Both Forrester and Gartner now assert analytics has become an essential competency for marketers. But a complex marketplace with even more complex underlying technology still keeps many marketing leaders up at night, according to the research firms.

Those marketers will take little comfort then that the latest advice is to merge the insights from both predictive and prescriptive analytics tools to speed up decision making.

A Gartner CMO survey found around one in every $12 CMOs spend is devoted to analytics but confidence in their purchases is lagging other areas.

“Marketing leaders invest a lot in analytics, but marketers’ confidence in analytics is trailing all other marketing activities,” says a 2019 Gartner report on how to apporach purchasing analytics tools.

Gartner now urges marketers to take a more structured approach to analytics purchases with considerable involvement from the data science teams in order to make the right buy and fully leverage the technology.

Meanwhile, a Forrester survey of analytics professionals found nearly 90 per cent of organisations are using predictive methods to anticipate customer behaviour, up from 79 per cent in 2017. But challenges around data quality and management are “abound”.

“Despite increasing maturity across the board, companies still face menacing data challenges for their measurement and analytics groups,” Forrester authors write in The State of Customer Analytics 2018, listing data issues, a lack of data scientists, and  “fractured” relationships between business and other functions as the main culprits.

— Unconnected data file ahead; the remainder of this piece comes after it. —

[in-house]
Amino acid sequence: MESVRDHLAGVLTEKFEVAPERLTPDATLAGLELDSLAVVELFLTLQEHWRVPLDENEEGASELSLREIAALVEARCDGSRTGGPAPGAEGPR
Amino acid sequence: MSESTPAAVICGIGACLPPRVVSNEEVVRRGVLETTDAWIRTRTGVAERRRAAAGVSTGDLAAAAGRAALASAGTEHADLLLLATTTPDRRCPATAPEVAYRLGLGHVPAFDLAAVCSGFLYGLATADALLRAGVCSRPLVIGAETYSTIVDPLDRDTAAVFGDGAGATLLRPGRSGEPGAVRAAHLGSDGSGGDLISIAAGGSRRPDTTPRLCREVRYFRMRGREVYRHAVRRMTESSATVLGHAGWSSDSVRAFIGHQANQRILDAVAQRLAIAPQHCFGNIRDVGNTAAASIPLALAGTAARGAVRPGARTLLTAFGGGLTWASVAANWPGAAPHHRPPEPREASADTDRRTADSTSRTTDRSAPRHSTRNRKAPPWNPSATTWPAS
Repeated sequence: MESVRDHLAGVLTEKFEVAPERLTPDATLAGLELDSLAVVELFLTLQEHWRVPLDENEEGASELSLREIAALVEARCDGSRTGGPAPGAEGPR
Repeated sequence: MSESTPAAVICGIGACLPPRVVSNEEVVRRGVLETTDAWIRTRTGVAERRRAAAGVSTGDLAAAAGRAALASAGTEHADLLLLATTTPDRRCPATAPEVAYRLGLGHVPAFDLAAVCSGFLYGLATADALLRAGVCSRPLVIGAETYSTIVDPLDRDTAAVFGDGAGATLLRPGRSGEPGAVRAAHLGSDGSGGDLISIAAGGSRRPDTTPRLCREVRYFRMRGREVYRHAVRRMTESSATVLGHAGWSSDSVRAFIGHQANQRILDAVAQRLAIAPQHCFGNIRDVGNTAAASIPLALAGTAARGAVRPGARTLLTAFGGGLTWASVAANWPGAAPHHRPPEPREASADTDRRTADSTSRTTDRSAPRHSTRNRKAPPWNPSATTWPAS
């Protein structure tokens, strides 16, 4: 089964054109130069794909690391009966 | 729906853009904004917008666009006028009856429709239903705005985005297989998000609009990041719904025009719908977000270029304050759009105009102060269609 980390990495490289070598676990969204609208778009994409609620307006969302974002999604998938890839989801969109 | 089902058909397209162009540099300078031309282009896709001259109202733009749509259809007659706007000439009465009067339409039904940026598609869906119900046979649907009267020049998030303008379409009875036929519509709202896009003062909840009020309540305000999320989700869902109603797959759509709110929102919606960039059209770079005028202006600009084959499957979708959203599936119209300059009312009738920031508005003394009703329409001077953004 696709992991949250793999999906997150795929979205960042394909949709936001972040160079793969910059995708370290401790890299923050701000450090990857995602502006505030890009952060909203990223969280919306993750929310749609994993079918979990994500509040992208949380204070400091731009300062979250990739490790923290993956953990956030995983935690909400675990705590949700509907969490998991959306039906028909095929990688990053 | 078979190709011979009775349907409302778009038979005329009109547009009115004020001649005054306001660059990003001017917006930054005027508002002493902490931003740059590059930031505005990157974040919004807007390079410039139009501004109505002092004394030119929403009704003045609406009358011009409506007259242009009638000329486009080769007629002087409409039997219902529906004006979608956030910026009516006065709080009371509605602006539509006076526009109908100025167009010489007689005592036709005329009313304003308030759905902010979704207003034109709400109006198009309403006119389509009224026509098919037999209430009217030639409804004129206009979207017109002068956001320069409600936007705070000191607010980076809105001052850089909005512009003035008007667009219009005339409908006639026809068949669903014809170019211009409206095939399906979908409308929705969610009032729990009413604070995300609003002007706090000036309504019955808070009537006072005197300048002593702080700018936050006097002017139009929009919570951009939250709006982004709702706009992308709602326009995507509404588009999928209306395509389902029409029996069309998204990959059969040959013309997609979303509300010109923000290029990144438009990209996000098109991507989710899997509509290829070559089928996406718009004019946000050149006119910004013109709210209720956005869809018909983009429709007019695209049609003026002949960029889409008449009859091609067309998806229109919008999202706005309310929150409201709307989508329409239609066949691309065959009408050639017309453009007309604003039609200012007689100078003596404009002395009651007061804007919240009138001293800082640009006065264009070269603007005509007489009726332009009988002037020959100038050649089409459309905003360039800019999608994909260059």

Table stakes

Forrester says despite the challenges, overall, sophistication continues to rise and “unlike in years past, a good portion of customer analytics laggards have graduated to the follower category”.

Source: Forrester/The State Of Customer Analytics 2018

Hype around analytics continues to evolve but has just about peaked, according to market analysis from Gartner. Last year predictive analytics moved past the peak of inflated expectations, now beginning its descent into Gartner’s “trough of disillusionment” but still expected to drive high benefits over the next two to five years and help organisations “mature beyond descriptive and diagnostic analytics”.

Prescriptive analytics (tools more concerned ‘what should be done’ rather than predictive’s ‘what is likely to happen’) has hit peak hype, according to Gartner, which forecasts the prescriptive analytics software market will reach $1.88 billion by 2022, with a 20.6 per cent CAGR from 2017.

Merge predictive and prescriptive: Gartner

Turning analytics outputs into customer insights will require combining both predictive and prescriptive methods, according to Gartner.

“Some industries — such as manufacturing, logistics and transportation, financial services and pharmaceuticals — have long incorporated predictive and prescriptive modelling into their processes,” Gartner researchers write in a report on the topic.

“Too often, however, predictive and prescriptive capabilities are isolated and trapped in specific specialised departments, instead of being combined and exploited across the organisation.”

Tying the strategic insights of predictive with the execution of prescriptive is now a core competency for digital businesses, according to the authors.

“The value proposition for analytics comes not only in predicting what will come, but also in responding in a way that drives specific, directed action which has an impact consistent with the business objectives.”

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